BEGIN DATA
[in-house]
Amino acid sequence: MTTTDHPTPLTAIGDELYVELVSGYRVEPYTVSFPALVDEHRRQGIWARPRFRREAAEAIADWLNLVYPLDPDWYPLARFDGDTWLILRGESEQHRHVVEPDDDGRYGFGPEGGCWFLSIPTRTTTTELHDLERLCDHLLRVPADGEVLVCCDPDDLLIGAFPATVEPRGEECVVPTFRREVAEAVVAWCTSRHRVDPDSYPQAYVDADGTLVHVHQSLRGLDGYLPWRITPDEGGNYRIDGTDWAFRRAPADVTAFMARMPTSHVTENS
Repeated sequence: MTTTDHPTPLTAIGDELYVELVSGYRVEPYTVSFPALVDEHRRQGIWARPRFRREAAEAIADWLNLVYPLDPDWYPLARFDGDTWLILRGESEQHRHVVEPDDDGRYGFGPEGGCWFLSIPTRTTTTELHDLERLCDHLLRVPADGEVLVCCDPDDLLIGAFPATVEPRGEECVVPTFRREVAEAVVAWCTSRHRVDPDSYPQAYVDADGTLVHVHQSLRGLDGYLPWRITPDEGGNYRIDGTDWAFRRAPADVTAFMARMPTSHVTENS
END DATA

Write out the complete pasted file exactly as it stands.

[in-house]
Amino acid sequence: MTTTDHPTPLTAIGDELYVELVSGYRVEPYTVSFPALVDEHRRQGIWARPRFRREAAEAIADWLNLVYPLDPDWYPLARFDGDTWLILRGESEQHRHVVEPDDDGRYGFGPEGGCWFLSIPTRTTTTELHDLERLCDHLLRVPADGEVLVCCDPDDLLIGAFPATVEPRGEECVVPTFRREVAEAVVAWCTSRHRVDPDSYPQAYVDADGTLVHVHQSLRGLDGYLPWRITPDEGGNYRIDGTDWAFRRAPADVTAFMARMPTSHVTENS
Repeated sequence: MTTTDHPTPLTAIGDELYVELVSGYRVEPYTVSFPALVDEHRRQGIWARPRFRREAAEAIADWLNLVYPLDPDWYPLARFDGDTWLILRGESEQHRHVVEPDDDGRYGFGPEGGCWFLSIPTRTTTTELHDLERLCDHLLRVPADGEVLVCCDPDDLLIGAFPATVEPRGEECVVPTFRREVAEAVVAWCTSRHRVDPDSYPQAYVDADGTLVHVHQSLRGLDGYLPWRITPDEGGNYRIDGTDWAFRRAPADVTAFMARMPTSHVTENS